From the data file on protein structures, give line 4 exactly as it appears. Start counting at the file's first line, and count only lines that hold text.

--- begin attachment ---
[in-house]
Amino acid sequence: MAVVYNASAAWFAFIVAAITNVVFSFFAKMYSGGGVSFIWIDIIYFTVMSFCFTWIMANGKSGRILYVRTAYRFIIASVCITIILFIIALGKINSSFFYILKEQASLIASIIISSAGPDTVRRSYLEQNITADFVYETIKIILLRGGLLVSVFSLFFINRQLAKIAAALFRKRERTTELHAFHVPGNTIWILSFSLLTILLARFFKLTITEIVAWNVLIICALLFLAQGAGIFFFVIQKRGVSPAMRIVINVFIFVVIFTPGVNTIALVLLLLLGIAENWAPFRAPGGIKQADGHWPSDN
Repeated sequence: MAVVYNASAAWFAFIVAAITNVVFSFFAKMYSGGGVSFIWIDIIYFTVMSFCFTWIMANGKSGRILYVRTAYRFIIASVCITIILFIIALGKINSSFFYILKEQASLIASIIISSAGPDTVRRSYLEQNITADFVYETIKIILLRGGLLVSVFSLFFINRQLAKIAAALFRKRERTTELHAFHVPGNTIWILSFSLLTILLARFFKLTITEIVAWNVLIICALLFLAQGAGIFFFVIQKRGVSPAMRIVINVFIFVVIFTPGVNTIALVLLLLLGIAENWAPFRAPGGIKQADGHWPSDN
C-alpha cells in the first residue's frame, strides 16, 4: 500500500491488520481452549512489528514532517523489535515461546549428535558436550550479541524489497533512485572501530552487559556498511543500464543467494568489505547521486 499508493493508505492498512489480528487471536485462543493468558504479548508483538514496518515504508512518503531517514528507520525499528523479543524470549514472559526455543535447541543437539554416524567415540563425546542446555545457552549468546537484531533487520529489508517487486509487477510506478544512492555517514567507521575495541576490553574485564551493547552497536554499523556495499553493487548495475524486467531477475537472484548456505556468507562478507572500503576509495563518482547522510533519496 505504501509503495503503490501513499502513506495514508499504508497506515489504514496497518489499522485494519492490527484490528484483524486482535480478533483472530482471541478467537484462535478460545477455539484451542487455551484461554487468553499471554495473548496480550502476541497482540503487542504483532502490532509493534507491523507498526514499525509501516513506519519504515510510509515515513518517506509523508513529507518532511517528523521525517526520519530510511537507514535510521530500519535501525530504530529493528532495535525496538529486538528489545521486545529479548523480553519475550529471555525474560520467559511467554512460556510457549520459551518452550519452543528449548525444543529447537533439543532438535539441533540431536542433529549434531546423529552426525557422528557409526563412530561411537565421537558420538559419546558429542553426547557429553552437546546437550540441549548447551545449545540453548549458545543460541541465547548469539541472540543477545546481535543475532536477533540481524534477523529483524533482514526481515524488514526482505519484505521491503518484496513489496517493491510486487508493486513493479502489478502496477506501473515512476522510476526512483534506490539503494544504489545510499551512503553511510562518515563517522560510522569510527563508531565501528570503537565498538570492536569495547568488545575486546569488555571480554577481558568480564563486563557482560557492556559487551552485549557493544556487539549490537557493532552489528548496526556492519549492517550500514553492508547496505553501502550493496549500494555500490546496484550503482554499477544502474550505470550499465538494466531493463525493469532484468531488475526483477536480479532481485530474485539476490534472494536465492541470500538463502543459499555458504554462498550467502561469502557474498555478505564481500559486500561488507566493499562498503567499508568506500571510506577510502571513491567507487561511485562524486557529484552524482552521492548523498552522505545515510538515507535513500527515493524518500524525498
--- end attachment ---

C-alpha cells in the first residue's frame, strides 16, 4: 500500500491488520481452549512489528514532517523489535515461546549428535558436550550479541524489497533512485572501530552487559556498511543500464543467494568489505547521486 499508493493508505492498512489480528487471536485462543493468558504479548508483538514496518515504508512518503531517514528507520525499528523479543524470549514472559526455543535447541543437539554416524567415540563425546542446555545457552549468546537484531533487520529489508517487486509487477510506478544512492555517514567507521575495541576490553574485564551493547552497536554499523556495499553493487548495475524486467531477475537472484548456505556468507562478507572500503576509495563518482547522510533519496 505504501509503495503503490501513499502513506495514508499504508497506515489504514496497518489499522485494519492490527484490528484483524486482535480478533483472530482471541478467537484462535478460545477455539484451542487455551484461554487468553499471554495473548496480550502476541497482540503487542504483532502490532509493534507491523507498526514499525509501516513506519519504515510510509515515513518517506509523508513529507518532511517528523521525517526520519530510511537507514535510521530500519535501525530504530529493528532495535525496538529486538528489545521486545529479548523480553519475550529471555525474560520467559511467554512460556510457549520459551518452550519452543528449548525444543529447537533439543532438535539441533540431536542433529549434531546423529552426525557422528557409526563412530561411537565421537558420538559419546558429542553426547557429553552437546546437550540441549548447551545449545540453548549458545543460541541465547548469539541472540543477545546481535543475532536477533540481524534477523529483524533482514526481515524488514526482505519484505521491503518484496513489496517493491510486487508493486513493479502489478502496477506501473515512476522510476526512483534506490539503494544504489545510499551512503553511510562518515563517522560510522569510527563508531565501528570503537565498538570492536569495547568488545575486546569488555571480554577481558568480564563486563557482560557492556559487551552485549557493544556487539549490537557493532552489528548496526556492519549492517550500514553492508547496505553501502550493496549500494555500490546496484550503482554499477544502474550505470550499465538494466531493463525493469532484468531488475526483477536480479532481485530474485539476490534472494536465492541470500538463502543459499555458504554462498550467502561469502557474498555478505564481500559486500561488507566493499562498503567499508568506500571510506577510502571513491567507487561511485562524486557529484552524482552521492548523498552522505545515510538515507535513500527515493524518500524525498